How Frameworks Can Kill Your Projects, and How Patterns Can Prevent You from Getting Killed

Download

Right click “Save as…”

Slides (view online)
When it comes to Microsoft .NET-connected development, more and more frameworks are entering the market, both from Microsoft and from open source. Think of ASP.NET MVC, Castle, Windows Workflow Foundation (WF), Entity Framework, Unity, Linq2SQL, ADO.NET Data Services, Windows Communication Foundation (WCF), nHibernate, Spring.NET, CSLA, NUnit, Enterprise Library, MEF and ADF. Once you apply one or more frameworks to a project, the trouble begins. What if you require features that aren’t implemented in the framework? What if you decide that another framework would have been better and want to switch halfway through your project? What if the author of your favorite open source framework suddenly stops developing? What if the framework contains bugs or omissions? And what if a new version of the framework is released that is implemented differently? These and many more everyday problems can bring your project a halt, or at least require serious refactoring. During this highly interactive talk, Sander Hoogendoorn, chief architect of Capgemini’s agile Accelerated Delivery Platform and member of Microsoft’s Partner Advisory Council .NET, demonstrates pragmatic architectures and patterns that will help your projects avoid framework issues and keep code independent of framework choices. Sander presents models of layered architectures and looks at applying bridge patterns, managers-providers, dependency injection, descriptors and layer super-types, accompanied by lots of demos and (bad) code examples using blocks from Microsoft’s Enterprise Library, NHibernate, Log4Net, and the Entity Framework. Learn how to improve the structure and quality of your software architecture and code and how to avoid the pitfalls of applying frameworks to .NET software development.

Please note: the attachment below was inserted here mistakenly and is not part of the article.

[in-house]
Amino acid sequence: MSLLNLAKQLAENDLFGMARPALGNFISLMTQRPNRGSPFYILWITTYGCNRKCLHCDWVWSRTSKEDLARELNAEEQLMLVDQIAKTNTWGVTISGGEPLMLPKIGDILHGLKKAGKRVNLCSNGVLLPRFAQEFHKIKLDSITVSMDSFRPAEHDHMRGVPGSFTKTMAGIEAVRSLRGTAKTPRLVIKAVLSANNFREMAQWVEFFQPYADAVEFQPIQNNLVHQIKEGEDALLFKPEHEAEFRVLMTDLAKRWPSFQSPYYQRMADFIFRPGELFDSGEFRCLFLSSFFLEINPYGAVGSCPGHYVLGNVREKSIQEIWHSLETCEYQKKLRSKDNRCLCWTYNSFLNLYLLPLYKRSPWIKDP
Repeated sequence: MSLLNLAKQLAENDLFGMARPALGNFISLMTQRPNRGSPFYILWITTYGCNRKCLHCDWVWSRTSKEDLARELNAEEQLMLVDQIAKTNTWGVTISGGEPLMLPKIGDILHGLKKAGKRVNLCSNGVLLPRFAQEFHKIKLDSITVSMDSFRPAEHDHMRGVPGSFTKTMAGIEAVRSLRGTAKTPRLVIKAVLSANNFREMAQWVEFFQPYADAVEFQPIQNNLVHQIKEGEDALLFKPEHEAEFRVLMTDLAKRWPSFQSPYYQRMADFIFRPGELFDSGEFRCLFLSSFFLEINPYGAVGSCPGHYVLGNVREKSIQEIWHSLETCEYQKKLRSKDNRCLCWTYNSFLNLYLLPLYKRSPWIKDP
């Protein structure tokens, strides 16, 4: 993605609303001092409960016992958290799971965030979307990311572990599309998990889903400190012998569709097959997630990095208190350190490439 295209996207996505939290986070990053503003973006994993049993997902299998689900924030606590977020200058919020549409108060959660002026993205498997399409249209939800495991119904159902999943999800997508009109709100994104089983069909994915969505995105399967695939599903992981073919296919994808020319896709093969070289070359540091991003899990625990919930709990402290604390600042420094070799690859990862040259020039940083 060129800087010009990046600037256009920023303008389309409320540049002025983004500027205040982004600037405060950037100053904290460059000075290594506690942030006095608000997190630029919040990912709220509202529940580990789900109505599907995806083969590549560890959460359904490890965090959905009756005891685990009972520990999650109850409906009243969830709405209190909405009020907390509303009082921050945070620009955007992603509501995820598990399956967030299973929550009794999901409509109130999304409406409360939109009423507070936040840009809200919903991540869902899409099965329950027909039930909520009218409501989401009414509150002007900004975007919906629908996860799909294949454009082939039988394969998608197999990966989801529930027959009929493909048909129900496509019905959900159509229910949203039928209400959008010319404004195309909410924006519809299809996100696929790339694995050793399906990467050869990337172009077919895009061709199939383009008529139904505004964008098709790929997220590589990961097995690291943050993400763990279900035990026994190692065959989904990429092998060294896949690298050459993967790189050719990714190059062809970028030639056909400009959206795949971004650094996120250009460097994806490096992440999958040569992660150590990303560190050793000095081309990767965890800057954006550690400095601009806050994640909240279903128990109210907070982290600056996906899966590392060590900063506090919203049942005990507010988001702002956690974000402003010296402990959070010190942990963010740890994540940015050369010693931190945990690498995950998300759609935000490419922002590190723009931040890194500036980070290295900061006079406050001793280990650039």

Follow the Discussion

Comments Closed

Comments have been closed since this content was published more than 30 days ago, but if you'd like to continue the conversation, please create a new thread in our Forums,
or Contact Us and let us know.